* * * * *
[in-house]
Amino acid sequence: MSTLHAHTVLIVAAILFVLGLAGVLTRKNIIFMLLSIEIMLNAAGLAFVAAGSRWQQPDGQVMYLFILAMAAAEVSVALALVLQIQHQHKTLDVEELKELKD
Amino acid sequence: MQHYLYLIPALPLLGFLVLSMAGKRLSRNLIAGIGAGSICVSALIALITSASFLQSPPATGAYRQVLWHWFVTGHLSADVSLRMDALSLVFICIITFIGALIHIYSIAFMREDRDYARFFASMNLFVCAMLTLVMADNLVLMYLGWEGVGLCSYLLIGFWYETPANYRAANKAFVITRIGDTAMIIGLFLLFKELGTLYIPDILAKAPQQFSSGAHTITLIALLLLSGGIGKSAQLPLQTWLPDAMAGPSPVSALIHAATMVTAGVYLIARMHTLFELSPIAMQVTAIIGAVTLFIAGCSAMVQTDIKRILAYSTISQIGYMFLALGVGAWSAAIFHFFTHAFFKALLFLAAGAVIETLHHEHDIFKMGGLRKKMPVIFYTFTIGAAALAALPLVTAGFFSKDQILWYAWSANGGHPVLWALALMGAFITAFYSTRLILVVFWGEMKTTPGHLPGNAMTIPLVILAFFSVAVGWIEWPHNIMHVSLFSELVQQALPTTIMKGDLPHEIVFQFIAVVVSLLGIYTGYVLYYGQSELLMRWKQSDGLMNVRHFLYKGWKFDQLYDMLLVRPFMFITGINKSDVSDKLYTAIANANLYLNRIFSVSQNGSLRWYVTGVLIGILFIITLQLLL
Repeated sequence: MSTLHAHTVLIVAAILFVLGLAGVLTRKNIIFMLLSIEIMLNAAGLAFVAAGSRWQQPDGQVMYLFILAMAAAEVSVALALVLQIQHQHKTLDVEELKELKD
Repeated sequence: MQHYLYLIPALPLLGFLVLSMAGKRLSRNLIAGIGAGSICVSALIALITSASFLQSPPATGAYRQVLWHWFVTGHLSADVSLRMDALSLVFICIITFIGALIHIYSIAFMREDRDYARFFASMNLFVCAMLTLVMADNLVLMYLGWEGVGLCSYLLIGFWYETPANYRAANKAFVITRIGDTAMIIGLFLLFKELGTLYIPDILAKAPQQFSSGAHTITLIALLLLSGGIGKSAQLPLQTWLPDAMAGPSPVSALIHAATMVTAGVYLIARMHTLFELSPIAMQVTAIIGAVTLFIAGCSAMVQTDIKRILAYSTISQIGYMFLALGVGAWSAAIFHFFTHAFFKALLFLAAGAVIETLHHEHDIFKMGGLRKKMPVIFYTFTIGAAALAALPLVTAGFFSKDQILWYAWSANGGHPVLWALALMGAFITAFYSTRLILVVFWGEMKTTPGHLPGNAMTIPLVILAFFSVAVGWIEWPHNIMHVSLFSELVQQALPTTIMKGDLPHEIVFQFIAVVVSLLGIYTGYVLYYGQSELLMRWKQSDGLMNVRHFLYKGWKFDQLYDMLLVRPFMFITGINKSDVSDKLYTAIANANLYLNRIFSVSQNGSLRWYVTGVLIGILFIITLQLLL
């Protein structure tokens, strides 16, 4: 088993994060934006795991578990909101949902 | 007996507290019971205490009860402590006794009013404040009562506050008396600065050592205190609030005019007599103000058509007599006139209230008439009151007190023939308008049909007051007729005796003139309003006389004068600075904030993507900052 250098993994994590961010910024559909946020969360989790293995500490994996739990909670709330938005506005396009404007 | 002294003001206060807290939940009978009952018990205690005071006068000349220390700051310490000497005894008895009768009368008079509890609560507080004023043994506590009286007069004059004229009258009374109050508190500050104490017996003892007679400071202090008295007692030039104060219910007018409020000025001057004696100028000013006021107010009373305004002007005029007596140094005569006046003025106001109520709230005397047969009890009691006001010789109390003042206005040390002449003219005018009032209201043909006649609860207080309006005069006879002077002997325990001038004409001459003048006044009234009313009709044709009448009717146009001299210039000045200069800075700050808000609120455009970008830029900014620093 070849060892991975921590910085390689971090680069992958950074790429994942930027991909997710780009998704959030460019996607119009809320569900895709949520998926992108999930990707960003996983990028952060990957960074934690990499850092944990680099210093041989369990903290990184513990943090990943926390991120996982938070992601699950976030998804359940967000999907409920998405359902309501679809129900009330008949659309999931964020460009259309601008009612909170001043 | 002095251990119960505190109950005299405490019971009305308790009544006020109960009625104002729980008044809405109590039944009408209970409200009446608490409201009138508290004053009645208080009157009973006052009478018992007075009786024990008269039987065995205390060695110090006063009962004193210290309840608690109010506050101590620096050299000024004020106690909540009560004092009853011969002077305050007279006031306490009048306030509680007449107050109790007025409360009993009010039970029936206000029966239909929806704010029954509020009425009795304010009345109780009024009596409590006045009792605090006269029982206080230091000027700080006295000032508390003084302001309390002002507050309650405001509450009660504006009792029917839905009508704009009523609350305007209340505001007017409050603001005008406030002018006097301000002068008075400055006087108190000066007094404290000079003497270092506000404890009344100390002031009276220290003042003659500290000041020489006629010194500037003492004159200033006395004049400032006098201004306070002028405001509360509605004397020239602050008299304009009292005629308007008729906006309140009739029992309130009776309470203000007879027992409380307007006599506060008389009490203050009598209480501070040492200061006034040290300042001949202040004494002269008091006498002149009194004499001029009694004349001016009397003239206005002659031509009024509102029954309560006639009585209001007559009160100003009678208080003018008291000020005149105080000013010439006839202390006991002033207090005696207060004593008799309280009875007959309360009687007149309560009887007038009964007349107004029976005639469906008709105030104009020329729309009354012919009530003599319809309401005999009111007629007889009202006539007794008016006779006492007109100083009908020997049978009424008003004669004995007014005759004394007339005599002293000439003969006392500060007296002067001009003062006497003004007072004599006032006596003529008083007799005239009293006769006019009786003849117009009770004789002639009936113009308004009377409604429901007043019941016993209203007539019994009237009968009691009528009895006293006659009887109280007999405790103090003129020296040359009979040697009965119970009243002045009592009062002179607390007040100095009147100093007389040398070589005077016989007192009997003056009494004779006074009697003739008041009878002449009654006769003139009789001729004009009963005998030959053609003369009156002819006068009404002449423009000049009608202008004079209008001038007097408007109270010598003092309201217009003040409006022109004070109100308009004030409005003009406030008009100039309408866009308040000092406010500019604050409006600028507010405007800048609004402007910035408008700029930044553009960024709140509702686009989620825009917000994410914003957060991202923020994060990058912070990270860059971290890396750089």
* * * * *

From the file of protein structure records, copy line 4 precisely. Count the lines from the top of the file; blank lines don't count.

Repeated sequence: MSTLHAHTVLIVAAILFVLGLAGVLTRKNIIFMLLSIEIMLNAAGLAFVAAGSRWQQPDGQVMYLFILAMAAAEVSVALALVLQIQHQHKTLDVEELKELKD